At the hearing on defendant's motion for new trial McKinzie, called as a witness for the State, repudiated most of the material portions of his affidavits; the following testimony of McKinzie was elicited by counsel for the State:

"Q I have read to you the complete affidavit, Willie. Why did you sign this affidavit? "A Why did I sign it? "Q Yes. "A Because I taken the man at his word. * * * * * * "Q You took what man at his word? "A Him (indicating). "Q You are pointing to Mr. Colarich? "A Yes. "Q What word? "A I never even tried to read it. He said `Let's go in by ourselves.' So we go in the attorneys' room and he writes it out and then I signed it. He comes back out the next day with it typed up. Then I signed it. "Q What do you mean you took him at his word? "A Trusted him. I didn't know he would put that on there."

As has been often repeated by this Court:

"On an appeal from an order denying a new trial to the defendant in a criminal case, the matter is largely one of discretion with the trial court, and the denial will not be grounds for reversal unless it appears affirmatively that the court abused its discretion, and acted arbitrarily." State v. Blankenship, 99 Ariz. 60, 64, 406 P.2d 729. See also State v. Turner, 92 Ariz. 214, 375 P.2d 567; State v. Bogard, 88 Ariz. 244, 354 P.2d 862; State v. Love, 77 Ariz. 46, 266 P.2d 1079.

In Blankenship, supra, 99 Ariz. at page 65, 406 P.2d at p. 732, we said:

"* * * The general rule is stated in 2 Underhill's Criminal Evidence (5th Ed.), § 433, at pages 1098-1099: "`The new evidence must be such as would have probably resulted in the acquittal of the accused had it been produced at the trial, and it is therefore necessary that it shall appear to the court hearing the motion that it is probably true. The witness who is expected to testify must appear to the court to be credible. His credibility is to be determined by the judge hearing the motion. * * * The refusal of a new trial for newly-discovered evidence on an affidavit incredible in view of the claim made and evidence at the trial is not error.' "This court, in the early case of Talley v. State, supra [18 Ariz. 309, 159 P. 59], stated: "`The affidavits are so widely at variance with the actual facts as they were told on the trial that we think they may be wholly discredited. * * * "`The learned judge who heard all of the evidence was well qualified to pass upon the weight and sufficiency of the *472 affidavits, and we are satisfied that his disposition of them was correct.'"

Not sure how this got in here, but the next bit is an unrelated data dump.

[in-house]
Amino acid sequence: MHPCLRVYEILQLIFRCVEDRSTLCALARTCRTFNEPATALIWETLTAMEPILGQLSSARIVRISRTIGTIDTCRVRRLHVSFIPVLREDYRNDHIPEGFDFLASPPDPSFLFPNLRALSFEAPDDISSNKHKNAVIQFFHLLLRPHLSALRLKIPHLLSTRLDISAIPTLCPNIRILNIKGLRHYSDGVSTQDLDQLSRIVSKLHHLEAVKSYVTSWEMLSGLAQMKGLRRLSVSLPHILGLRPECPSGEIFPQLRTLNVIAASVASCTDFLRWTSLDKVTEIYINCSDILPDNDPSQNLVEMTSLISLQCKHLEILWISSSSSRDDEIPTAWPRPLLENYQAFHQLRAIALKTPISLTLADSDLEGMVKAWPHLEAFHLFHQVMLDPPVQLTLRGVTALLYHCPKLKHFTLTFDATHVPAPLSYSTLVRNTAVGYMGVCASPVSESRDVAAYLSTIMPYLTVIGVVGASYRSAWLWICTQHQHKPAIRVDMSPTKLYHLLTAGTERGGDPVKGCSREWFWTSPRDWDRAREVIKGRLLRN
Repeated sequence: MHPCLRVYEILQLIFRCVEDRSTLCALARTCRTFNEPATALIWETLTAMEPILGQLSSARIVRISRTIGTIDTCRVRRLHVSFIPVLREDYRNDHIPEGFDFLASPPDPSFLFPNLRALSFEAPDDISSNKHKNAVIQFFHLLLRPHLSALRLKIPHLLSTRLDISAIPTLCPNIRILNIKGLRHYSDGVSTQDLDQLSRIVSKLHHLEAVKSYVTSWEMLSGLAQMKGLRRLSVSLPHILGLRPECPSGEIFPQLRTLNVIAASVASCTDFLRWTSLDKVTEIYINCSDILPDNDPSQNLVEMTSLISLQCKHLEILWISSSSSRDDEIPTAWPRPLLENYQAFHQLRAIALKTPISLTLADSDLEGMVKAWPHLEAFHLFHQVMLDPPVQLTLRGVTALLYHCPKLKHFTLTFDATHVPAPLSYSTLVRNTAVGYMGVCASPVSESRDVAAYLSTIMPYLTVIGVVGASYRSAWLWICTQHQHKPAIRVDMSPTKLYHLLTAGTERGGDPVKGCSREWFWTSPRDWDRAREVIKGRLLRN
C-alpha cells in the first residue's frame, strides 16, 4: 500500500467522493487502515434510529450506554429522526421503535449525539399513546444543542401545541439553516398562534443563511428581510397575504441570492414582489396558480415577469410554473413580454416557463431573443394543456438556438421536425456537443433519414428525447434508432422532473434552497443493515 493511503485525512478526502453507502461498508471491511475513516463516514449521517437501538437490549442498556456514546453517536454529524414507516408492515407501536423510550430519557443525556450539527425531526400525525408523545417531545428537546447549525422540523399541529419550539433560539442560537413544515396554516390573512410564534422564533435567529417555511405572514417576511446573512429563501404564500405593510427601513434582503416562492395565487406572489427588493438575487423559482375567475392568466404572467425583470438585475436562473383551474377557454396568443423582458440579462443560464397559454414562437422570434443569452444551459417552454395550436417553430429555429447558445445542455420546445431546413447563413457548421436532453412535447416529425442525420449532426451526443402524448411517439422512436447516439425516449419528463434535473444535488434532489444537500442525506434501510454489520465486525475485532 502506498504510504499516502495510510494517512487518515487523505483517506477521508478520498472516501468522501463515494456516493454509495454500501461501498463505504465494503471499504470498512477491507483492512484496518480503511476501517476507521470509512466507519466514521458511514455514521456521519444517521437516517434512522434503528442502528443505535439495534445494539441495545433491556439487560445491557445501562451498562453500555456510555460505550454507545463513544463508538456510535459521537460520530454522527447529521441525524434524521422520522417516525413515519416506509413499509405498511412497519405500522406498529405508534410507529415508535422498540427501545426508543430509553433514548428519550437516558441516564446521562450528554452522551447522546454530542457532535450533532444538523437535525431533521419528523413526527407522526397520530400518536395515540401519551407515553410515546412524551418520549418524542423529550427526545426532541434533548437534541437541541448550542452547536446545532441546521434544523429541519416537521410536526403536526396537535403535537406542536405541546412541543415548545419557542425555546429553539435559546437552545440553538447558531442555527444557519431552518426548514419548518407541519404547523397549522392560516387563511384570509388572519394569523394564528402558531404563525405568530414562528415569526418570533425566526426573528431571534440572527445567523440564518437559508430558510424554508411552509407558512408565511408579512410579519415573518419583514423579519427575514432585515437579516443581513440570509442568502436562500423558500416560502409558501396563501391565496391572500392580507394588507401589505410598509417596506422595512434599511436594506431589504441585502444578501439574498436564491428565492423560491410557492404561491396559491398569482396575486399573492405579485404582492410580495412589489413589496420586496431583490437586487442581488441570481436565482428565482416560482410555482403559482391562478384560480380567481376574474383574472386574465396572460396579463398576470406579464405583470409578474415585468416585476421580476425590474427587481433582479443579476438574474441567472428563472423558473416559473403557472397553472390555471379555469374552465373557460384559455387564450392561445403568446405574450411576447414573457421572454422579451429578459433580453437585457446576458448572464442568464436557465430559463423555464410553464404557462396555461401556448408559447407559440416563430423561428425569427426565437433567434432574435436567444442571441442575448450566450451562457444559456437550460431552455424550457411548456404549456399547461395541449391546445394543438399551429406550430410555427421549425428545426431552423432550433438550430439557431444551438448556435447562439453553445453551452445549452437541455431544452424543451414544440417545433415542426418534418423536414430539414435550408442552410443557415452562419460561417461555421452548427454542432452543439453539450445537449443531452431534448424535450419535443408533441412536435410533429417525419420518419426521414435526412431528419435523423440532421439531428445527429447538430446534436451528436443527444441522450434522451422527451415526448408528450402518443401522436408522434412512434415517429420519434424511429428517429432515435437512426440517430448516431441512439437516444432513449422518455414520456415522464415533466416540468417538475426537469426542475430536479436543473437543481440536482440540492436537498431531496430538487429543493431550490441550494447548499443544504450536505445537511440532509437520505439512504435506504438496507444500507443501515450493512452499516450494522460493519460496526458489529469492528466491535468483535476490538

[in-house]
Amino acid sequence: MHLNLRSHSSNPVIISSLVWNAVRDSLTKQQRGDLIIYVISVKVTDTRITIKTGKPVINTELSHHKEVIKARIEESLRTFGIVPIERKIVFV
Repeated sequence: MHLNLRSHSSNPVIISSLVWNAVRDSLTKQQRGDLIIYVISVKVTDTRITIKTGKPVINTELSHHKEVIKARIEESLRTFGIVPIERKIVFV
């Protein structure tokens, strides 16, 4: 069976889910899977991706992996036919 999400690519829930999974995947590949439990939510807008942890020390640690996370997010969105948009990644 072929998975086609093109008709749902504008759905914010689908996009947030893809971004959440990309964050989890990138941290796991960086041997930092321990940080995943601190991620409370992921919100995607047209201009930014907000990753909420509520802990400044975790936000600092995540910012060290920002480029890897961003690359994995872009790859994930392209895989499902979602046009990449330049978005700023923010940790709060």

The trial judge was in a much better position than we are to determine the weight to be given the affidavits and whether or not the testimony set forth in them would probably change the result in case of a new trial. Under the circumstances noted in this opinion, and the well-recognized discretion which rests with the trial court in the determination of whether or not to grant a motion for new trial, we hold that the trial court did not abuse its discretion in failing to grant defendant's motion for a new trial.

Judgment affirmed.